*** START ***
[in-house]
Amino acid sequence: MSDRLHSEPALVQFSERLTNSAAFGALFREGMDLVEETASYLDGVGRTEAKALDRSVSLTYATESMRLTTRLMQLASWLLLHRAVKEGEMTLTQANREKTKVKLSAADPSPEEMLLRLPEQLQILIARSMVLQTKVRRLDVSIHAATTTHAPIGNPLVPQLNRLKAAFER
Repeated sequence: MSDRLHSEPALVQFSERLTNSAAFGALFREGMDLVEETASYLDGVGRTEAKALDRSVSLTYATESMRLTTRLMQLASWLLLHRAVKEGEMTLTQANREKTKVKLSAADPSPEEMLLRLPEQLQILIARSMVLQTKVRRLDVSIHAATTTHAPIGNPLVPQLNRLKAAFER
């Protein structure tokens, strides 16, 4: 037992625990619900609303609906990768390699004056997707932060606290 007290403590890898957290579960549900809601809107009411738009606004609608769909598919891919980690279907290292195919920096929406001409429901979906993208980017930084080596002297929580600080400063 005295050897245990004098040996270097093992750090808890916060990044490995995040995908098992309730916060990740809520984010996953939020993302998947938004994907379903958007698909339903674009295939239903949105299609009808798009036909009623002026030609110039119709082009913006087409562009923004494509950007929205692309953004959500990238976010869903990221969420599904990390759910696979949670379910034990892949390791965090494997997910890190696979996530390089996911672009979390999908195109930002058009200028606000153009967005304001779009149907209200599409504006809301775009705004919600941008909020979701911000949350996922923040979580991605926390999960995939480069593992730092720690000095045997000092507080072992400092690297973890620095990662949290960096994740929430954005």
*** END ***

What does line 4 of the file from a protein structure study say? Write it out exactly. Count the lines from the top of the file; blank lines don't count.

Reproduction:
């Protein structure tokens, strides 16, 4: 037992625990619900609303609906990768390699004056997707932060606290 007290403590890898957290579960549900809601809107009411738009606004609608769909598919891919980690279907290292195919920096929406001409429901979906993208980017930084080596002297929580600080400063 005295050897245990004098040996270097093992750090808890916060990044490995995040995908098992309730916060990740809520984010996953939020993302998947938004994907379903958007698909339903674009295939239903949105299609009808798009036909009623002026030609110039119709082009913006087409562009923004494509950007929205692309953004959500990238976010869903990221969420599904990390759910696979949670379910034990892949390791965090494997997910890190696979996530390089996911672009979390999908195109930002058009200028606000153009967005304001779009149907209200599409504006809301775009705004919600941008909020979701911000949350996922923040979580991605926390999960995939480069593992730092720690000095045997000092507080072992400092690297973890620095990662949290960096994740929430954005």